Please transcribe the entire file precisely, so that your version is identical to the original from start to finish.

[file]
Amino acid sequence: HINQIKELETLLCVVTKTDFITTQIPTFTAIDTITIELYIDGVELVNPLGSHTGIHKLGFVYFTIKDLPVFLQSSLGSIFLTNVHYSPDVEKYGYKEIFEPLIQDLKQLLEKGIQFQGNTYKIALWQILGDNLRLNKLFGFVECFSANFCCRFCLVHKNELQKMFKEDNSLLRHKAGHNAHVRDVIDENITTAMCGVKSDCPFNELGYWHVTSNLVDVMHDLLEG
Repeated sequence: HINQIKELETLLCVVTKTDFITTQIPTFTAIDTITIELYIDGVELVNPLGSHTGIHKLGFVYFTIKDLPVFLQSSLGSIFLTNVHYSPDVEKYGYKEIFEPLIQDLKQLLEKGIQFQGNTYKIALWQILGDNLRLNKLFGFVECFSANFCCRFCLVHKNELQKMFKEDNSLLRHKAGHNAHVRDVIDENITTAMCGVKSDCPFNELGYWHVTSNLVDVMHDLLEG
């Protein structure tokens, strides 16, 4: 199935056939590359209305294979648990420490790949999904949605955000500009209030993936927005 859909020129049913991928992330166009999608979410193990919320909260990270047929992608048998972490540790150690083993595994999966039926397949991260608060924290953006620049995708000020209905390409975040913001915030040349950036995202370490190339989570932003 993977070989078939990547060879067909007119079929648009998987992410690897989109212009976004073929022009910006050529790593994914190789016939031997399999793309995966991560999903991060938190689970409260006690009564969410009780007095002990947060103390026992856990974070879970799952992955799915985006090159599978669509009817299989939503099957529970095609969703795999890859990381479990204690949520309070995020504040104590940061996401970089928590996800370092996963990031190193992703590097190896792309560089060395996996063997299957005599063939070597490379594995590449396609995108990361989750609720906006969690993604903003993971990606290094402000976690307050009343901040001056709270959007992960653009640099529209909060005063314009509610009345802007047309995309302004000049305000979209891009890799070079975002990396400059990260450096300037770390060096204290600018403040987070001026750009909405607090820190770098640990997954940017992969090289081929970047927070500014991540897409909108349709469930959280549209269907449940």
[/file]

Amino acid sequence: HINQIKELETLLCVVTKTDFITTQIPTFTAIDTITIELYIDGVELVNPLGSHTGIHKLGFVYFTIKDLPVFLQSSLGSIFLTNVHYSPDVEKYGYKEIFEPLIQDLKQLLEKGIQFQGNTYKIALWQILGDNLRLNKLFGFVECFSANFCCRFCLVHKNELQKMFKEDNSLLRHKAGHNAHVRDVIDENITTAMCGVKSDCPFNELGYWHVTSNLVDVMHDLLEG
Repeated sequence: HINQIKELETLLCVVTKTDFITTQIPTFTAIDTITIELYIDGVELVNPLGSHTGIHKLGFVYFTIKDLPVFLQSSLGSIFLTNVHYSPDVEKYGYKEIFEPLIQDLKQLLEKGIQFQGNTYKIALWQILGDNLRLNKLFGFVECFSANFCCRFCLVHKNELQKMFKEDNSLLRHKAGHNAHVRDVIDENITTAMCGVKSDCPFNELGYWHVTSNLVDVMHDLLEG
């Protein structure tokens, strides 16, 4: 199935056939590359209305294979648990420490790949999904949605955000500009209030993936927005 859909020129049913991928992330166009999608979410193990919320909260990270047929992608048998972490540790150690083993595994999966039926397949991260608060924290953006620049995708000020209905390409975040913001915030040349950036995202370490190339989570932003 993977070989078939990547060879067909007119079929648009998987992410690897989109212009976004073929022009910006050529790593994914190789016939031997399999793309995966991560999903991060938190689970409260006690009564969410009780007095002990947060103390026992856990974070879970799952992955799915985006090159599978669509009817299989939503099957529970095609969703795999890859990381479990204690949520309070995020504040104590940061996401970089928590996800370092996963990031190193992703590097190896792309560089060395996996063997299957005599063939070597490379594995590449396609995108990361989750609720906006969690993604903003993971990606290094402000976690307050009343901040001056709270959007992960653009640099529209909060005063314009509610009345802007047309995309302004000049305000979209891009890799070079975002990396400059990260450096300037770390060096204290600018403040987070001026750009909405607090820190770098640990997954940017992969090289081929970047927070500014991540897409909108349709469930959280549209269907449940």